Japanese Court Tells Google to Stop Search Autocomplete in Japan
A Japanese court has ordered Google to shut down its autocomplete feature in Japan after a man took a complaint to court that said autocomplete feature was casting him in a negative light. The mans’ name was not revealed, though the complaint said autocomplete coupled his named with over 10,000 negative words, and it is negatively affecting his career.
The report comes from the Mainichi Daily News, although the link appears to have broken. The man’s lawyer states that this autocomplete issue could affect people outside of this specific case, and could cause irreparable harm due to associating a person or small company with such negativity.
Before taking the case to court, the man reportedly contacted Google and asked them to disassociate the negative words with his name, but Google declined the request, stating that the autocomplete association did not violate his privacy, as the associations aren’t made intentionally, but mechanically.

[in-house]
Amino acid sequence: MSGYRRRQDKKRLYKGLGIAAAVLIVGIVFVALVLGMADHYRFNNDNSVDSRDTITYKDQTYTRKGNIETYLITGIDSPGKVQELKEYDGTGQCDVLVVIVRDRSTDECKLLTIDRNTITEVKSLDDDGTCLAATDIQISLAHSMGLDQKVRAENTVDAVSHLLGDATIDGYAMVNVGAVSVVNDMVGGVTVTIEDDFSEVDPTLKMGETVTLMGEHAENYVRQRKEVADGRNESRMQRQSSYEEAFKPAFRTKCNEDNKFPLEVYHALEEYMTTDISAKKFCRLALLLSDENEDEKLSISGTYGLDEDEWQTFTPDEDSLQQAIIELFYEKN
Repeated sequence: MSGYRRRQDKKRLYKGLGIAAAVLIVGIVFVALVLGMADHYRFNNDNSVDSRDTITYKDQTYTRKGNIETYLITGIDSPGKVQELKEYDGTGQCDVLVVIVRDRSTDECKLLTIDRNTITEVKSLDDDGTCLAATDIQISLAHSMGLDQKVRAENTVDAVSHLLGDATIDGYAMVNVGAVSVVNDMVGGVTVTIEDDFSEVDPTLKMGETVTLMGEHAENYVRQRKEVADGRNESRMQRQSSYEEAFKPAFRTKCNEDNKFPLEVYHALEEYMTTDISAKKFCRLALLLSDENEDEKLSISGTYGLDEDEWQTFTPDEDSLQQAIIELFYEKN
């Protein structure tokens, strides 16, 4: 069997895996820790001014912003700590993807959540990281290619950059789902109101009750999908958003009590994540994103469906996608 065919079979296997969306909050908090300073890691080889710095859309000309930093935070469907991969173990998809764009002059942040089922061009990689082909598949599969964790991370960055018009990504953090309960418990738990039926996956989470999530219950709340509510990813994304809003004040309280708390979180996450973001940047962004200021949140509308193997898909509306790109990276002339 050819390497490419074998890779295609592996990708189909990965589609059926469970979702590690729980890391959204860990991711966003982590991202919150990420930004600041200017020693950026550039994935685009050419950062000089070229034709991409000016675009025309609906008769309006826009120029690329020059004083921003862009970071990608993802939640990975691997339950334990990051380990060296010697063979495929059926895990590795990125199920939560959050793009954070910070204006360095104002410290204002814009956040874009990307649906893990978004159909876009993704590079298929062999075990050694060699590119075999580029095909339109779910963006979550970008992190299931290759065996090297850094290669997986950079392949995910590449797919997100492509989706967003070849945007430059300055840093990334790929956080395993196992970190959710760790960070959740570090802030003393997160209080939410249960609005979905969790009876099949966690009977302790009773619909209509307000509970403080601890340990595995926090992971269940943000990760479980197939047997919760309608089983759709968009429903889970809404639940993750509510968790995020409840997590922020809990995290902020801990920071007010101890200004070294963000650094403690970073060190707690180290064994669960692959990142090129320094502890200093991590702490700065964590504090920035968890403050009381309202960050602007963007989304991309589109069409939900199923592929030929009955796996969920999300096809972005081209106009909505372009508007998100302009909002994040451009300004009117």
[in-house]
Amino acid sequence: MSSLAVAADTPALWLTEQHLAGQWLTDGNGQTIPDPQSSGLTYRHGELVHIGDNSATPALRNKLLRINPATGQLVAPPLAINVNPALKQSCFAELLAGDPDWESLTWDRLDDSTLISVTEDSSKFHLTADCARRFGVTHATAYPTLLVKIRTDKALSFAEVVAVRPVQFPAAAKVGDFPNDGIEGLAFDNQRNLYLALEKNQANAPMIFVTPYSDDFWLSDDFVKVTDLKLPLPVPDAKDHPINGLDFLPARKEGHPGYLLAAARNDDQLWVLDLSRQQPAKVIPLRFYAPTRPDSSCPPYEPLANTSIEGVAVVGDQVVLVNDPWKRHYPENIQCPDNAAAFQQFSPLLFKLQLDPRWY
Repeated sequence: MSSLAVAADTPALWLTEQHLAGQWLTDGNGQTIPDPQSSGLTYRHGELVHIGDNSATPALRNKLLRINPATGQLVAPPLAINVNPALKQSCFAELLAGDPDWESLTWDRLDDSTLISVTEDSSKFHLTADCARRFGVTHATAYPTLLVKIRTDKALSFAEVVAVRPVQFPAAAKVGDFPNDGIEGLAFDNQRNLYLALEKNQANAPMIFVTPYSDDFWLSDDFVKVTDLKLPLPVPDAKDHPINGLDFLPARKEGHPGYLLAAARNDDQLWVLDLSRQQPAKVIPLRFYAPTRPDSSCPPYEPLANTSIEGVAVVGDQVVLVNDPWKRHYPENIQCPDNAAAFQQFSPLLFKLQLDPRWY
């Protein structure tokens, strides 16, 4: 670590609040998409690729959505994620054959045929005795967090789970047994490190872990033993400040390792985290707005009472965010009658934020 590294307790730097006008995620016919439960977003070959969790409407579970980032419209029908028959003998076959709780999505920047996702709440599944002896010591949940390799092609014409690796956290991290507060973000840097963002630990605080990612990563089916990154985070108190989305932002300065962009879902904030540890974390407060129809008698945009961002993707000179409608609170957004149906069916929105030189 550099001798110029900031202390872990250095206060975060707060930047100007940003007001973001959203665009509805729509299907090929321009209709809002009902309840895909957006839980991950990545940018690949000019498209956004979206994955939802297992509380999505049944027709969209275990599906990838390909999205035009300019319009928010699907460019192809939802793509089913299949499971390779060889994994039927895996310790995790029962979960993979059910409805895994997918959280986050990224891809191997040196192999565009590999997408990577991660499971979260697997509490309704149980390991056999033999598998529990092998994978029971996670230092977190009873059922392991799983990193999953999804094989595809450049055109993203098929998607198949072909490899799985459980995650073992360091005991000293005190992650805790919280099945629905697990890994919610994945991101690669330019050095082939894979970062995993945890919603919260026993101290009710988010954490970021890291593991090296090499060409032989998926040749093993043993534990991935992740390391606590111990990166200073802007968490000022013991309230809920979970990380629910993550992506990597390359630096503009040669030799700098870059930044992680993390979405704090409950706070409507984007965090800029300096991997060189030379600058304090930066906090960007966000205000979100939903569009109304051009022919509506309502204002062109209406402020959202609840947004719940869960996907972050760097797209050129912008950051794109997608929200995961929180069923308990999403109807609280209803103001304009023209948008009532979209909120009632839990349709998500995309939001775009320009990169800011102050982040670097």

As one might imagine, Google is choosing not to shut down the autocomplete feature, stating that the company is situated in the United States, and does not have to oblige Japanese law.
Aside from hilarious search autocompleted search results that you wouldn’t have expected to turn up when searching for something fairly benign, the autocomplete feature can do its own bit of harm if manipulated properly, as Google bombing can legitimately create new autocomplete results, coinciding with whatever the bomber is going for. Luckily for Google, a United States court didn’t order them to suspend the autocomplete feature.
(via The Next Web)
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